George Lakoff and Mark Johnson, in there book “Metaphors We Live By” talk about the way our perceptions are locked into the metaphors we construct out of our experience. These metaphors are widely shared, such as “love is crazy” and “up is good.” They talk about groups where these metaphors are widely shared and it got me thinking about how people constantly feel they don’t fit in–whether for many reasons or one thing that eats at their sense of belonging.
I think the orientational metaphors Lakoff and Johnson discuss are more diverse within groups than the authors conclude. They write: “In some cases spatialization is so essential a part of a concept that it is difficult to imagine any alternative metaphor that might structure the concept. In our society, ‘high status’ is such a concept….”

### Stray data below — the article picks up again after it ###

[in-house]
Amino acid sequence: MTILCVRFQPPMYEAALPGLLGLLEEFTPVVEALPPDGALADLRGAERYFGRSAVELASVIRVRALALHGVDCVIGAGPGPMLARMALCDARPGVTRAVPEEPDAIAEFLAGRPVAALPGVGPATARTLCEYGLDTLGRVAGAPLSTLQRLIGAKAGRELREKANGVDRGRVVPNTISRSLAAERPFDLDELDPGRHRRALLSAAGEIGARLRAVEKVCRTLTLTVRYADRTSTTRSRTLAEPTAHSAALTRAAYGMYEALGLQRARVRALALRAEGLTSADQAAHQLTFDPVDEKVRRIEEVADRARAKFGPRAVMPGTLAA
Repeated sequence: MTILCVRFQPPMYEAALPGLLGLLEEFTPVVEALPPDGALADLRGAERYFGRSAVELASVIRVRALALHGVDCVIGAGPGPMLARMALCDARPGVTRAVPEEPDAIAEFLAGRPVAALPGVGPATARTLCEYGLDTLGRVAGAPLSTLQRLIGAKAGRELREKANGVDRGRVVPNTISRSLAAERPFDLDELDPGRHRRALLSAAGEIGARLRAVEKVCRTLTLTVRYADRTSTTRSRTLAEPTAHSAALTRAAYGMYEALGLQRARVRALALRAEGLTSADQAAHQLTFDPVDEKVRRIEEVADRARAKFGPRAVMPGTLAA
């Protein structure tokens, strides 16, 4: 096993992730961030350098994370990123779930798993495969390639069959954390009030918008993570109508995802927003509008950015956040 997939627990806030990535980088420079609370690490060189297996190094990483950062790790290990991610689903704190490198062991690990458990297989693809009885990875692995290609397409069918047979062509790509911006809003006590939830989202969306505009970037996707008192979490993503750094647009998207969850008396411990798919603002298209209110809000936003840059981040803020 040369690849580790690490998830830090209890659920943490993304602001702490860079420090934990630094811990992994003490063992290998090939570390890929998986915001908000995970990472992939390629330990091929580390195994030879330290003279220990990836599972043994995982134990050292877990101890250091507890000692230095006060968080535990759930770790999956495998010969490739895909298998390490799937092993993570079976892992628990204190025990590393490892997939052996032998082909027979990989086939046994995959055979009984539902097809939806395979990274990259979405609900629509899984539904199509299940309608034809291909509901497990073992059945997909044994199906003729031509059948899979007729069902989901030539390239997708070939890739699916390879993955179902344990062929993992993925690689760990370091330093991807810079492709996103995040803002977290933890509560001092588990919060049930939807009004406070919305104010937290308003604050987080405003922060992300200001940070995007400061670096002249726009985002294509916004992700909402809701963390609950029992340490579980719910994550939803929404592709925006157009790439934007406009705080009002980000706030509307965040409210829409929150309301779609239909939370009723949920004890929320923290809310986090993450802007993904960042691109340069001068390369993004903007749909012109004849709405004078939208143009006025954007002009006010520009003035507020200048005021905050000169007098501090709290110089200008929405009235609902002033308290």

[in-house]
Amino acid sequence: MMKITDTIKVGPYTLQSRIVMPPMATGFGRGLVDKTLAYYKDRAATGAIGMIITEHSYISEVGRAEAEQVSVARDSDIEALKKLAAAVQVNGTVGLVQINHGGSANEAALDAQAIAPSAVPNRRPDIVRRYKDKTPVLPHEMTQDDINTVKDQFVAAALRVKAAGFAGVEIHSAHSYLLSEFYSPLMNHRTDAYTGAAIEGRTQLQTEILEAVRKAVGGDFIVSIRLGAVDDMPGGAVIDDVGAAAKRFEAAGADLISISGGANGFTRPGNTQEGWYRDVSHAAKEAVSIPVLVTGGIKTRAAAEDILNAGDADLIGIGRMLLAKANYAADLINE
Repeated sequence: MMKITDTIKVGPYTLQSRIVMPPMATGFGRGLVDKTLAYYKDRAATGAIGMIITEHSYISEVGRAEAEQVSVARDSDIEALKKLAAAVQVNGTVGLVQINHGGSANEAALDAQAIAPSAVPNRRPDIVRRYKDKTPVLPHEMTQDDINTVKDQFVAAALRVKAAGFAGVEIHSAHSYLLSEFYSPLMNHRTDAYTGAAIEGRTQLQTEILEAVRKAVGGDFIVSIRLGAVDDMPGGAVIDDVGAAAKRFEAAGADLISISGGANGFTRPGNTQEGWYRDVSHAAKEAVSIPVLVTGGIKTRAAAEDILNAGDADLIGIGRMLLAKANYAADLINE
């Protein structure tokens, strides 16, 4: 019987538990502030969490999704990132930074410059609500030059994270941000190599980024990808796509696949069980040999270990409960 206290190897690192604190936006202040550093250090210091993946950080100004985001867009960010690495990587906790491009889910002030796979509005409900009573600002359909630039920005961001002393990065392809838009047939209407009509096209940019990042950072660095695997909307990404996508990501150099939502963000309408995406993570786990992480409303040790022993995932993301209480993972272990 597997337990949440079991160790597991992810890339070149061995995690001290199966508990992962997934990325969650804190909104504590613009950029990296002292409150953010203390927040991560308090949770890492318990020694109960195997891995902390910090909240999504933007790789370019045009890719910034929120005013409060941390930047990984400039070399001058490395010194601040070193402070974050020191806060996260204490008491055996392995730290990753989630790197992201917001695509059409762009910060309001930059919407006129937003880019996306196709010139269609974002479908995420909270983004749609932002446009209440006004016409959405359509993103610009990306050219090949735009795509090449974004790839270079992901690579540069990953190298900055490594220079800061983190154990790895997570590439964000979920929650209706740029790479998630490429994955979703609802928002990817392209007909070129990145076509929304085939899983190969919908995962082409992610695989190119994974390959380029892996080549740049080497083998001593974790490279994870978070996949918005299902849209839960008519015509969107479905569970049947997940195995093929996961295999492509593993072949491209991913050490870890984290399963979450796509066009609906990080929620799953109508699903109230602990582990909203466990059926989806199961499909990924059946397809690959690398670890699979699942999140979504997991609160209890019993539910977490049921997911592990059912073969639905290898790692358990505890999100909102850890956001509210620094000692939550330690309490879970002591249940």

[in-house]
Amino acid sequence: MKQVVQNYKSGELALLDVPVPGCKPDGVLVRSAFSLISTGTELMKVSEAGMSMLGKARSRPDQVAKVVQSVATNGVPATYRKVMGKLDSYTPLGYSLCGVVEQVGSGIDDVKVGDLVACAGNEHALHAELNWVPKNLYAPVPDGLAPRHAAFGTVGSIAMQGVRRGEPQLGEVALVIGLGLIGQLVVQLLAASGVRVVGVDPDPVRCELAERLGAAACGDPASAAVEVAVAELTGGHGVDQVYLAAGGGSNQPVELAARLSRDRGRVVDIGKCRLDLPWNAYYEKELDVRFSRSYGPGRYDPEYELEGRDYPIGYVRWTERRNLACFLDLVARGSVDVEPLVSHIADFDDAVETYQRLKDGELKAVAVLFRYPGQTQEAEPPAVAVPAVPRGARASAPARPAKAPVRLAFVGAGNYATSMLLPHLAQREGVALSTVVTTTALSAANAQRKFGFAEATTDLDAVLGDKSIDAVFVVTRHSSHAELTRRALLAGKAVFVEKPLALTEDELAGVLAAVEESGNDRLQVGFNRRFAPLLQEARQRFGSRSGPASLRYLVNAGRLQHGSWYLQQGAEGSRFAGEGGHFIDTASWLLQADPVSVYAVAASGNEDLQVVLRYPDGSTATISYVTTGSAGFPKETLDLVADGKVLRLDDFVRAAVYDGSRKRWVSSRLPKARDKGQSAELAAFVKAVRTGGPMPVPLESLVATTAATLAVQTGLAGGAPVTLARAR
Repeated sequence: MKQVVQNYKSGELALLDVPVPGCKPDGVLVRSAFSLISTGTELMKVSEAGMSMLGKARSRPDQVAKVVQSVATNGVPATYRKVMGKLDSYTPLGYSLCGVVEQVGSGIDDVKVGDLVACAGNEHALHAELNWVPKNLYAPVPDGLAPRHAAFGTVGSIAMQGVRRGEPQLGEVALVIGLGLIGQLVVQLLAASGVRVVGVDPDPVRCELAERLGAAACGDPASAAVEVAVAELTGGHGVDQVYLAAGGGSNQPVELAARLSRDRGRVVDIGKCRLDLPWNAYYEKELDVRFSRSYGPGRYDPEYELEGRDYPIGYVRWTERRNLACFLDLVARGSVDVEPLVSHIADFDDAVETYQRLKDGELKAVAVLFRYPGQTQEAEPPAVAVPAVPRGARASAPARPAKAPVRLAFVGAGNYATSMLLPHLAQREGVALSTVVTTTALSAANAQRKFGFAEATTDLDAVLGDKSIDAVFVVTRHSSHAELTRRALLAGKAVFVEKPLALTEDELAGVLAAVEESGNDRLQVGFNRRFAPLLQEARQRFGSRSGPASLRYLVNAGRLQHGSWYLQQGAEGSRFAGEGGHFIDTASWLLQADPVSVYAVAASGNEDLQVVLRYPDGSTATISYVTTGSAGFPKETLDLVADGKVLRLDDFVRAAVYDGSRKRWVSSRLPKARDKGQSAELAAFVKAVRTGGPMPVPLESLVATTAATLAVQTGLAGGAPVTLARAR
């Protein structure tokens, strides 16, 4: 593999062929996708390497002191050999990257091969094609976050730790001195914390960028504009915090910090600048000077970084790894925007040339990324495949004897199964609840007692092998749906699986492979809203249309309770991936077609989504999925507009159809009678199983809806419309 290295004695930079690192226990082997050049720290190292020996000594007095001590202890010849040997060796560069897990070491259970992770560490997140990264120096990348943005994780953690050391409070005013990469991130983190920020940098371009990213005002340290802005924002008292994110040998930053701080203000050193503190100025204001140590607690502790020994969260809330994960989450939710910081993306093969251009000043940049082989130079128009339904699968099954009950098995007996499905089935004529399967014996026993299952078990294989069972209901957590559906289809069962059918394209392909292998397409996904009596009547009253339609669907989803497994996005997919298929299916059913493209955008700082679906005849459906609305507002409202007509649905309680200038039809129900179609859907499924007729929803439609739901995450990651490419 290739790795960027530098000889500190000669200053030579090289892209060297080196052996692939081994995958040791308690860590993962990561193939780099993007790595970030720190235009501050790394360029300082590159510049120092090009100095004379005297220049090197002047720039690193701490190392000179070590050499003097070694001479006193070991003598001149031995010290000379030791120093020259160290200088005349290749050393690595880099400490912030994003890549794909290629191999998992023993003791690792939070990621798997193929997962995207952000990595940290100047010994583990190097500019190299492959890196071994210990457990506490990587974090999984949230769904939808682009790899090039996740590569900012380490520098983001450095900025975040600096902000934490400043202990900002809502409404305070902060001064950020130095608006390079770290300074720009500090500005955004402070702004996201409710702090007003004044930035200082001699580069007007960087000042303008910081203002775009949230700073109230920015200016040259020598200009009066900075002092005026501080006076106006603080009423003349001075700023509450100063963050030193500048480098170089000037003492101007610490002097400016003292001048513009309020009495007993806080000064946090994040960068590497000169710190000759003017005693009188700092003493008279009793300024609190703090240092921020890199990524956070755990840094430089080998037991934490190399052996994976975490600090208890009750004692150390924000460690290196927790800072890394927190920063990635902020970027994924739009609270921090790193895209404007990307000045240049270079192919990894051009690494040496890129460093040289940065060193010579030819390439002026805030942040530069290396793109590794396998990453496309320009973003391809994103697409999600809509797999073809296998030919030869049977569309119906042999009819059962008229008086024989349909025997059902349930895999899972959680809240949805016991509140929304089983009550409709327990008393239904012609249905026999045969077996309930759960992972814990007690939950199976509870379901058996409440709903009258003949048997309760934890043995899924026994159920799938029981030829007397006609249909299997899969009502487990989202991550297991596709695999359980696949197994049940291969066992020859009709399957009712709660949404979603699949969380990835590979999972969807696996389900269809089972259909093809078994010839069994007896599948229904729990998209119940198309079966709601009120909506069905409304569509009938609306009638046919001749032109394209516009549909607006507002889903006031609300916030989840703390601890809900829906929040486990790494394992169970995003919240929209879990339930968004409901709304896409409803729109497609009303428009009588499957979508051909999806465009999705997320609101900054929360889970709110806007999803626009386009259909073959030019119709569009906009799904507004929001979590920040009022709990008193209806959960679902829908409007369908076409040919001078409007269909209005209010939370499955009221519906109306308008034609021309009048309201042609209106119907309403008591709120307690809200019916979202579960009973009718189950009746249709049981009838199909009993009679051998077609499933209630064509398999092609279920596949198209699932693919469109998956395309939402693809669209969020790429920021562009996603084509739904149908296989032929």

In fact, there are many versions of orientational metaphors within any group, each derived from personal perception. Why, for example, are some people who are otherwise competent and confident, “afraid of success?” Perhaps because they don’t see the future as above and in front of them today, a ladder or staircase to heaven. If they are depressed or were taught to “keep your feet planted firmly on the ground and your eyes right on the ground in front of you,” the future may seem to hang over their heads like a sword or the “heights” may feel precipitous.
So, when we wonder why we can’t get a group to coalesce around an idea and take action, maybe it is because the metaphors the leader uses are not natural to some of the group. Is there a simple test, such as the question “Where is the future?” that we can use to begin to understand our peers?